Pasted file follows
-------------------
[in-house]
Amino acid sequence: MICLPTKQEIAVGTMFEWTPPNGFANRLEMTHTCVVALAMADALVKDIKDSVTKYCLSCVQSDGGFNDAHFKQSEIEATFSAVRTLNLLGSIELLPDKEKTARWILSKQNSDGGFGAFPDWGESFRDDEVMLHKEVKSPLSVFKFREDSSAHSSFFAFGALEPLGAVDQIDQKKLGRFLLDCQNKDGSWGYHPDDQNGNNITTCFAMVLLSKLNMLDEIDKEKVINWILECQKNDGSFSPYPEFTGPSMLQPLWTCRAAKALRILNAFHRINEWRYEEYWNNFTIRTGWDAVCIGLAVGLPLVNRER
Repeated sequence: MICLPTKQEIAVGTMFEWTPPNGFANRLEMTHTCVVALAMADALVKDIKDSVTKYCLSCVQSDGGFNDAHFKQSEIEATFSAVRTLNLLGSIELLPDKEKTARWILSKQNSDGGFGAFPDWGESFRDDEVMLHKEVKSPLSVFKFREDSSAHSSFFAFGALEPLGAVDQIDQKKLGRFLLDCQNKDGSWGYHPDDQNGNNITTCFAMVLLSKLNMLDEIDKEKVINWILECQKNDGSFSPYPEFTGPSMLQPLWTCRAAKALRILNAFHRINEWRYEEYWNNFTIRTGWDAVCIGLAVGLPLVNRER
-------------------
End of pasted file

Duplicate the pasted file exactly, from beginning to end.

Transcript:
[in-house]
Amino acid sequence: MICLPTKQEIAVGTMFEWTPPNGFANRLEMTHTCVVALAMADALVKDIKDSVTKYCLSCVQSDGGFNDAHFKQSEIEATFSAVRTLNLLGSIELLPDKEKTARWILSKQNSDGGFGAFPDWGESFRDDEVMLHKEVKSPLSVFKFREDSSAHSSFFAFGALEPLGAVDQIDQKKLGRFLLDCQNKDGSWGYHPDDQNGNNITTCFAMVLLSKLNMLDEIDKEKVINWILECQKNDGSFSPYPEFTGPSMLQPLWTCRAAKALRILNAFHRINEWRYEEYWNNFTIRTGWDAVCIGLAVGLPLVNRER
Repeated sequence: MICLPTKQEIAVGTMFEWTPPNGFANRLEMTHTCVVALAMADALVKDIKDSVTKYCLSCVQSDGGFNDAHFKQSEIEATFSAVRTLNLLGSIELLPDKEKTARWILSKQNSDGGFGAFPDWGESFRDDEVMLHKEVKSPLSVFKFREDSSAHSSFFAFGALEPLGAVDQIDQKKLGRFLLDCQNKDGSWGYHPDDQNGNNITTCFAMVLLSKLNMLDEIDKEKVINWILECQKNDGSFSPYPEFTGPSMLQPLWTCRAAKALRILNAFHRINEWRYEEYWNNFTIRTGWDAVCIGLAVGLPLVNRER